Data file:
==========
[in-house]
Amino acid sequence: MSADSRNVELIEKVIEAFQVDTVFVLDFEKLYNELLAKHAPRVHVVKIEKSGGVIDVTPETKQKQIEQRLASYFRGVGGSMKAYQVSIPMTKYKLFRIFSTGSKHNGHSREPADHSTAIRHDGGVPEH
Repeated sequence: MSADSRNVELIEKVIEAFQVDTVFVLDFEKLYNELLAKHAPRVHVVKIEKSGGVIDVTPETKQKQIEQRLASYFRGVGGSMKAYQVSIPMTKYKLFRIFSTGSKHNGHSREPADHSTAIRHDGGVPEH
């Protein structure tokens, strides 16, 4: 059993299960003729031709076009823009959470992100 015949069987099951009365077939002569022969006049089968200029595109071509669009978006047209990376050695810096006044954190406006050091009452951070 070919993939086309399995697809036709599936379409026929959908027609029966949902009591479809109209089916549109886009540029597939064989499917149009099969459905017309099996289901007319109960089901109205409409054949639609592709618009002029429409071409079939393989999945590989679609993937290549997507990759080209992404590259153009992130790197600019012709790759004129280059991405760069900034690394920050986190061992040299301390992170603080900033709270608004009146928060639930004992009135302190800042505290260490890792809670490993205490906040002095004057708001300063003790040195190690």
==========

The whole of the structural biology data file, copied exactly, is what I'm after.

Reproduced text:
[in-house]
Amino acid sequence: MSADSRNVELIEKVIEAFQVDTVFVLDFEKLYNELLAKHAPRVHVVKIEKSGGVIDVTPETKQKQIEQRLASYFRGVGGSMKAYQVSIPMTKYKLFRIFSTGSKHNGHSREPADHSTAIRHDGGVPEH
Repeated sequence: MSADSRNVELIEKVIEAFQVDTVFVLDFEKLYNELLAKHAPRVHVVKIEKSGGVIDVTPETKQKQIEQRLASYFRGVGGSMKAYQVSIPMTKYKLFRIFSTGSKHNGHSREPADHSTAIRHDGGVPEH
């Protein structure tokens, strides 16, 4: 059993299960003729031709076009823009959470992100 015949069987099951009365077939002569022969006049089968200029595109071509669009978006047209990376050695810096006044954190406006050091009452951070 070919993939086309399995697809036709599936379409026929959908027609029966949902009591479809109209089916549109886009540029597939064989499917149009099969459905017309099996289901007319109960089901109205409409054949639609592709618009002029429409071409079939393989999945590989679609993937290549997507990759080209992404590259153009992130790197600019012709790759004129280059991405760069900034690394920050986190061992040299301390992170603080900033709270608004009146928060639930004992009135302190800042505290260490890792809670490993205490906040002095004057708001300063003790040195190690």